Sunday, July 10, 2011

Checking Out Chainmail, Part 6

This time I'm going to look at the formation and facing information. This is the sixth post in the series; the other posts are linked in the left column.

In Chainmail, units have movement penalties for changing formation or facing. The rules give the penalties for a unit changing from a column to a line formation and vice versa, from a column to a square, and from a line to a square. Only foot troops can form a square. Essentially, you could chart out the formations like so:

Line – Column – Square

Any change from one to the next incurs a penalty of one move. So it takes one movement to reform for each step across the range. As a unit reforms or turns, it loses movement in order to maintain its organization. That makes sense. A unit has to exercise some discipline and energy to reform itself.

The interesting bit in this section, though, is the reliance again on some former knowledge or assumptions. Specifically, none of the formations are described or specified in any way. This caused me to exercise the extent of my stupidity until I realized some of the assumptions inherent in these particular rules.

Initially, I was looking at the straight geometric arrangement of the troops as the determining factor for their arrangement. I assumed that a line is a single file formation of troops, a column is a rectangular body of troops that is significantly wider or longer in one direction than the other, and that a square is a body of troops that approximates a square as closely as possible. So, if you have 24 models in a unit, a line would have them arranged in a 1 x 24 formation of figures. A column would be either 2 x 12 or 3 x 8. A square would be 5 x 5 with a missing model in the formation, possibly in the back rank or the very center of the formation. A 4 x 6 formation would either be a column or a square, depending on how literal you wanted to be about a square.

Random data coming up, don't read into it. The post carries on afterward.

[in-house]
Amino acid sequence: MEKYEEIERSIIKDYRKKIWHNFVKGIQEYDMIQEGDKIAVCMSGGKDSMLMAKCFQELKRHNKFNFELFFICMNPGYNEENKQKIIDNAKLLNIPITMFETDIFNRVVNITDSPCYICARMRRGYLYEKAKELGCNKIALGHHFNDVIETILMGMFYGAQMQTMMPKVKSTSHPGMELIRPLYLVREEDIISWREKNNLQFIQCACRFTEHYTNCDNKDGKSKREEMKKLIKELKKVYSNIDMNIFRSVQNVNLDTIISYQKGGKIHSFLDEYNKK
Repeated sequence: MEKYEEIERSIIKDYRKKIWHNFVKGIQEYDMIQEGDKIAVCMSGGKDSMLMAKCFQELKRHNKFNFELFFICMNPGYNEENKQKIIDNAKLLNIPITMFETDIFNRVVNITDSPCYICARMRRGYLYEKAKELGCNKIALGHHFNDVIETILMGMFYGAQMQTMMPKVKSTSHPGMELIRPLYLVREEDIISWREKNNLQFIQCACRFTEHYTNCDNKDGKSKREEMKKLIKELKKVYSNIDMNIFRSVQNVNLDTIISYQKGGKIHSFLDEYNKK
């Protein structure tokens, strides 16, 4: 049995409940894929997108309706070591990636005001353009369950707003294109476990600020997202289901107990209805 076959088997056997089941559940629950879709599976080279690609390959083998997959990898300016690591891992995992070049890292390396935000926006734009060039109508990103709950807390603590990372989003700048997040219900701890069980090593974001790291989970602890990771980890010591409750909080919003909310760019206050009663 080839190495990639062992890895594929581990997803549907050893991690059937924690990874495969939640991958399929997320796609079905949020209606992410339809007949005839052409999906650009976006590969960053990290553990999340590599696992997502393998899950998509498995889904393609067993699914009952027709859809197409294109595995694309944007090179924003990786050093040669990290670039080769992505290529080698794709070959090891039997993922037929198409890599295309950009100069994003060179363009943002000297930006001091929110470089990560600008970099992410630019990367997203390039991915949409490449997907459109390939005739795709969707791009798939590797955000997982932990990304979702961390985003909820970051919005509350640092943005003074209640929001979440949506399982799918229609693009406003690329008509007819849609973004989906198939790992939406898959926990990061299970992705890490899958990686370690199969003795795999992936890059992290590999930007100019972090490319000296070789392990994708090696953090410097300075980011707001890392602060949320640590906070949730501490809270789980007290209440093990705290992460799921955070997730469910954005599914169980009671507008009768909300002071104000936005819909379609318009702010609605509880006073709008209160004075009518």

Then I started thinking in terms of historical formations. Thinking in these terms, a line is the same, a single rank or file of troops. A column is a block of troops, arranged in ranks, facing in a single direction. A square is a block of troops arranged in equal ranks around a central command, facing outward in all directions. The important thing to consider in determining the unit's formation is its facing. A column faces one direction, and a square faces in all four outward directions.

This facing also determines how it can move and how much it is penalized for doing so. Any move in other than a straight line is penalized. Oblique moves incur a 1/4 move penalty, left or right face incur a half move penalty, and turning about takes a full move. So, units in lines and columns move in a particular direction with the appropriate movement penalty. Most troops formed into a square formation, though, would need to reform into a column before moving. The only exceptions would be the troops that are allowed to form a hedgehog as described later in the rules. Square formations are not subject to flanking, but they are immobile until they reform for movement.

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